When doing a revert on a state associated to snapshot datasets, we restore any local values (suffix :local) by resetting the values, and ignore any inherited or default ones, as the normal new clone datasets inheritance will thus restore regular ZFS inheritance scheme. This is how we can recreate high fidelity revert, without being impacted by future changes you have made in ZFS datasets after the state save was taken. This is also one way we track changes in datasets layouts while still reverting to the previous available layout.

You can see that we don’t set any last-used properties on snapshot datasets and let them inherited from the parent. It doesn’t even have any : suffix! This is a value that we just ignore and use, as previously told, the snapshot creation time for those states made of snapshot datasets (they only apply to states made of filesystem datasets, like clones).

ZFS user properties on user datasets

More simple than system datasets, user datasets have a couple of user properties:

$ zfs get all rpool/USERDATA/didrocks_wbdgr3
[…]
rpool/USERDATA/didrocks_wbdgr3  com.ubuntu.zsys:bootfs-datasets  rpool/ROOT/ubuntu_e2wti1         local
rpool/USERDATA/didrocks_wbdgr3  com.ubuntu.zsys:last-used        1589438938                       local

The second one is straightforward: this is the last used time for this dataset to help the garbage collector. Similarly to system states, if the state is made of snapshot datasets, the creation time is used.

com.ubuntu.zsys:bootfs-datasets is the mechanism which associates this user dataset with the rpool/ROOT/ubuntu_e2wti1 state. This is how user state made of filesystem datasets can be linked to system states and zsysctl show --full confirms this:

$ zsysctl show --full
Name:               rpool/ROOT/ubuntu_e2wti1
[…]
System Datasets:
 - bpool/BOOT/ubuntu_e2wti1
 - rpool/ROOT/ubuntu_e2wti1
[…]
User Datasets:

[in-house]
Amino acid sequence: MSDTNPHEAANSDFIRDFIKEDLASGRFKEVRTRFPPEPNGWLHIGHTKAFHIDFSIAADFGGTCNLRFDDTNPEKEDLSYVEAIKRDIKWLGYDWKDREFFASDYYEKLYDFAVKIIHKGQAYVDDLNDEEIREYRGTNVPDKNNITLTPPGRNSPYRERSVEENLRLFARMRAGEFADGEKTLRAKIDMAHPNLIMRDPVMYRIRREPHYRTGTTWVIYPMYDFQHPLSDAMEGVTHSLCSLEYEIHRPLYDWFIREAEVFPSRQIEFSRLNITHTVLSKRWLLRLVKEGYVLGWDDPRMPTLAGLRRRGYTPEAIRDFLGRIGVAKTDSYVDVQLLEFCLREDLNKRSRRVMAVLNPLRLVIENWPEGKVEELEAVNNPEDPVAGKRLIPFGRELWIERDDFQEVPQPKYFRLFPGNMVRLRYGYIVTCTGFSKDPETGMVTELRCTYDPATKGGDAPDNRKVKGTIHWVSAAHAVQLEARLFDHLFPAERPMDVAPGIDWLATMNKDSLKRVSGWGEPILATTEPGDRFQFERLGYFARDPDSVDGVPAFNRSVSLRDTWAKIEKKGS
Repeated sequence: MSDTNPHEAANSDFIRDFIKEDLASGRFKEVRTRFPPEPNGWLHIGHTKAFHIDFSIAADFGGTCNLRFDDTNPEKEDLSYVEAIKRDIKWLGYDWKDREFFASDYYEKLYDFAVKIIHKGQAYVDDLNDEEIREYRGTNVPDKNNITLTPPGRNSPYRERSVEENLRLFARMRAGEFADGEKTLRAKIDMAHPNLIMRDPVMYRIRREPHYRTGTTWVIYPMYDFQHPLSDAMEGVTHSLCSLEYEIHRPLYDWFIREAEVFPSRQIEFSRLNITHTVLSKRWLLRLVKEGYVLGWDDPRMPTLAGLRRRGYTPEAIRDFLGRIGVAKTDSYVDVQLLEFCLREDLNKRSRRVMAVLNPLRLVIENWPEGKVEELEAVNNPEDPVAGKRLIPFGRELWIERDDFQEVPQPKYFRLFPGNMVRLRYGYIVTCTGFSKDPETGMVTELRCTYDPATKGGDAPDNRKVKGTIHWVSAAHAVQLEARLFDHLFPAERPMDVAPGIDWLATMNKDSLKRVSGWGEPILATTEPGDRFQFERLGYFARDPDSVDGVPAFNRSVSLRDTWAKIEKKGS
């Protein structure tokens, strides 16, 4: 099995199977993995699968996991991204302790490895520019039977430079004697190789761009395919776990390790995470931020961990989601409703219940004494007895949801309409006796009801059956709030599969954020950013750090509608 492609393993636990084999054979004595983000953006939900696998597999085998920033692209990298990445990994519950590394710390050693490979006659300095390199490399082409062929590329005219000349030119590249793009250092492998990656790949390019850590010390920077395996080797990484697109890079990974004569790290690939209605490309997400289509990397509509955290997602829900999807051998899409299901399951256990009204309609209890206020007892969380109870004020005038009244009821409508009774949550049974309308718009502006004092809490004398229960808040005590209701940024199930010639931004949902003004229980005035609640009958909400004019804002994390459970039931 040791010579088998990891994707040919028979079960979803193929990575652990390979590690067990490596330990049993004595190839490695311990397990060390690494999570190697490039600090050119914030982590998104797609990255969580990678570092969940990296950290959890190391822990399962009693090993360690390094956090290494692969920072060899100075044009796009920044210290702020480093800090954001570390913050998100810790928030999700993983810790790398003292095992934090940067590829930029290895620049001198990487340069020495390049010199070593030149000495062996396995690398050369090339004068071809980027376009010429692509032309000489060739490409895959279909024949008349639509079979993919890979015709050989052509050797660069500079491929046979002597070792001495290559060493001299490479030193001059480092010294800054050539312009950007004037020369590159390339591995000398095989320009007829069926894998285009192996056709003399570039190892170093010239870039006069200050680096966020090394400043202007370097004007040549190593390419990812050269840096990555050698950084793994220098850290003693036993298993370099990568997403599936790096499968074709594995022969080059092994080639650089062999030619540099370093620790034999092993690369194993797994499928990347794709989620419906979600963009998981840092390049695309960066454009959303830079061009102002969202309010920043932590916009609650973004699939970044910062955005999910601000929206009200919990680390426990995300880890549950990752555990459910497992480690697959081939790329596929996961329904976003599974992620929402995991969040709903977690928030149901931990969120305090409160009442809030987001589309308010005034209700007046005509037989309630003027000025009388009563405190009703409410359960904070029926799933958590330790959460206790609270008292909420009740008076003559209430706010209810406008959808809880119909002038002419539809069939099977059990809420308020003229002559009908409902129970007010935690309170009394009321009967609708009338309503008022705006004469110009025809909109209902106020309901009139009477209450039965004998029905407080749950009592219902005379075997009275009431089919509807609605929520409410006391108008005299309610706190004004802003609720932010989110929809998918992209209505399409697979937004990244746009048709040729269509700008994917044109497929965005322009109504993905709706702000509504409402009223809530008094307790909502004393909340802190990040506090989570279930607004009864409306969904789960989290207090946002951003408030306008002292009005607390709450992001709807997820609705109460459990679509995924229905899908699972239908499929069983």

User: didrocks
 - rpool/USERDATA/didrocks_wbdgr3

User state made of snapshots datasets are way easier: they are linked by the snapshot name, this is why this user state is linked to this system state:

$ zsysctl show --full
History:
  - Name:               rpool/ROOT/ubuntu_e2wti1@autozsys_8cjrb0
    System Datasets:
     - bpool/BOOT/ubuntu_e2wti1@autozsys_8cjrb0
     - rpool/ROOT/ubuntu_e2wti1@autozsys_8cjrb0
     […]
    User Datasets:
      User: didrocks
        - rpool/USERDATA/didrocks_wbdgr3@autozsys_8cjrb0

In the previous case, @autozsys_8cjrb0 is the link. When we revert to that state and create clone filesystem datasets for a new read-write state, we thus associate the user dataset to that state by tagging the user dataset with com.ubuntu.zsys:bootfs-datasets matching the state name (this is done in the zsysd boot-prepare call from the ZFS mount generator).

Shared user states

What happens though if you revert your system state without reverting the user data? This is where things are becoming interesting: for each users, we take the previous active user state and retag it by appending the newly created system state.

You thus have an user state with multiple values, separated by ,, like com.ubuntu.zsys:bootfs-datasets=rpool/ROOT/ubuntu_e2wti1,rpool/ROOT/ubuntu_fa2wz74. This is the mechanism that allows you to revert the revert, with the exact same user data! The user state is then shared.

However, each user state can be different, for instance you may want to add rpool/USERDATA/didrocks_wbdgr3/tools to only one system state. The annotation allows that by tagging com.ubuntu.zsys:bootfs-datasets=rpool/ROOT/ubuntu_fa2wz74 on this one for instance.

We would thus end up with:

$ zsysctl show --full
Name:               rpool/ROOT/ubuntu_fa2wz74